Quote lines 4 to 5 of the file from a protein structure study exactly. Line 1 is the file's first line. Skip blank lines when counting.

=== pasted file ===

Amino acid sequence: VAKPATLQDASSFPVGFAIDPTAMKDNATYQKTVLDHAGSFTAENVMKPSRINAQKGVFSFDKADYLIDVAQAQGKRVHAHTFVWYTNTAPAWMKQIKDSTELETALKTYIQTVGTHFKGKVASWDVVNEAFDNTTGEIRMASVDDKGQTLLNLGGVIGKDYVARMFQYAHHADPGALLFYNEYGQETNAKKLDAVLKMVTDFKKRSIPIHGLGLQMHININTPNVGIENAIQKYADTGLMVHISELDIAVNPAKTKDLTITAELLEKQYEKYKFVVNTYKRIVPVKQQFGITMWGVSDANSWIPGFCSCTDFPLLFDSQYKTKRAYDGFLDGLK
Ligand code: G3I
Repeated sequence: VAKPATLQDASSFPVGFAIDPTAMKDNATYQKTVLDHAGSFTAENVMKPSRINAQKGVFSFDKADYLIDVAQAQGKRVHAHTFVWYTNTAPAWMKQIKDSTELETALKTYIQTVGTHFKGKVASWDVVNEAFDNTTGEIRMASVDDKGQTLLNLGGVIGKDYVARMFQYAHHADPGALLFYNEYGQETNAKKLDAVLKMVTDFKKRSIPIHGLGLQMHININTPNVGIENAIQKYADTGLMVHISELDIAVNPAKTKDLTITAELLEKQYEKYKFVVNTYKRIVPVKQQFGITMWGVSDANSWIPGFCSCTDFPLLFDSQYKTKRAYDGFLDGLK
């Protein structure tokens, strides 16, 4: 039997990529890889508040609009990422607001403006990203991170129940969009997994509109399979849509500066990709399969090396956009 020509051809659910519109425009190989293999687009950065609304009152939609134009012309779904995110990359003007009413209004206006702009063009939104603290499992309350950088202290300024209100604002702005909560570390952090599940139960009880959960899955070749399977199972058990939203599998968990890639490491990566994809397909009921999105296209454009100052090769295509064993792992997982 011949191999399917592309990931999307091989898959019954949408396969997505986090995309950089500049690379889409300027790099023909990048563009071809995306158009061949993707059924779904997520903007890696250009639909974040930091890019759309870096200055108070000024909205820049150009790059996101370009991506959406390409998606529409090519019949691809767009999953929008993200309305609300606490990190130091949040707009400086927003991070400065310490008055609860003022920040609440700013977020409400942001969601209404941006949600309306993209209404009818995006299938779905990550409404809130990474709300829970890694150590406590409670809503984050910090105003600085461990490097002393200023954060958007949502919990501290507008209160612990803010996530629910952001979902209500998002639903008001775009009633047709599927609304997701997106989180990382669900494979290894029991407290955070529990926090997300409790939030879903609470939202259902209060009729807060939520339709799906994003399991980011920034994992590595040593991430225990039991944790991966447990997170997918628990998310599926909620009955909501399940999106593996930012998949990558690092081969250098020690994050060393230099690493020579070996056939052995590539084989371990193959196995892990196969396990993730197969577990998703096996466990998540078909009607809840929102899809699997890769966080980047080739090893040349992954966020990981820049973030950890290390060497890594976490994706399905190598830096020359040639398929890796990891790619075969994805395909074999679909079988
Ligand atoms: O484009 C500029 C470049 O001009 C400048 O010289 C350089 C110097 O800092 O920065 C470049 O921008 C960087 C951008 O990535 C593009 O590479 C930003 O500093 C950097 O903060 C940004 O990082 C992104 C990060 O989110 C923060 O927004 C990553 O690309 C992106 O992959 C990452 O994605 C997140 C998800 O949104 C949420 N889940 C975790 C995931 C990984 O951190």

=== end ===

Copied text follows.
């Protein structure tokens, strides 16, 4: 039997990529890889508040609009990422607001403006990203991170129940969009997994509109399979849509500066990709399969090396956009 020509051809659910519109425009190989293999687009950065609304009152939609134009012309779904995110990359003007009413209004206006702009063009939104603290499992309350950088202290300024209100604002702005909560570390952090599940139960009880959960899955070749399977199972058990939203599998968990890639490491990566994809397909009921999105296209454009100052090769295509064993792992997982 011949191999399917592309990931999307091989898959019954949408396969997505986090995309950089500049690379889409300027790099023909990048563009071809995306158009061949993707059924779904997520903007890696250009639909974040930091890019759309870096200055108070000024909205820049150009790059996101370009991506959406390409998606529409090519019949691809767009999953929008993200309305609300606490990190130091949040707009400086927003991070400065310490008055609860003022920040609440700013977020409400942001969601209404941006949600309306993209209404009818995006299938779905990550409404809130990474709300829970890694150590406590409670809503984050910090105003600085461990490097002393200023954060958007949502919990501290507008209160612990803010996530629910952001979902209500998002639903008001775009009633047709599927609304997701997106989180990382669900494979290894029991407290955070529990926090997300409790939030879903609470939202259902209060009729807060939520339709799906994003399991980011920034994992590595040593991430225990039991944790991966447990997170997918628990998310599926909620009955909501399940999106593996930012998949990558690092081969250098020690994050060393230099690493020579070996056939052995590539084989371990193959196995892990196969396990993730197969577990998703096996466990998540078909009607809840929102899809699997890769966080980047080739090893040349992954966020990981820049973030950890290390060497890594976490994706399905190598830096020359040639398929890796990891790619075969994805395909074999679909079988
Ligand atoms: O484009 C500029 C470049 O001009 C400048 O010289 C350089 C110097 O800092 O920065 C470049 O921008 C960087 C951008 O990535 C593009 O590479 C930003 O500093 C950097 O903060 C940004 O990082 C992104 C990060 O989110 C923060 O927004 C990553 O690309 C992106 O992959 C990452 O994605 C997140 C998800 O949104 C949420 N889940 C975790 C995931 C990984 O951190």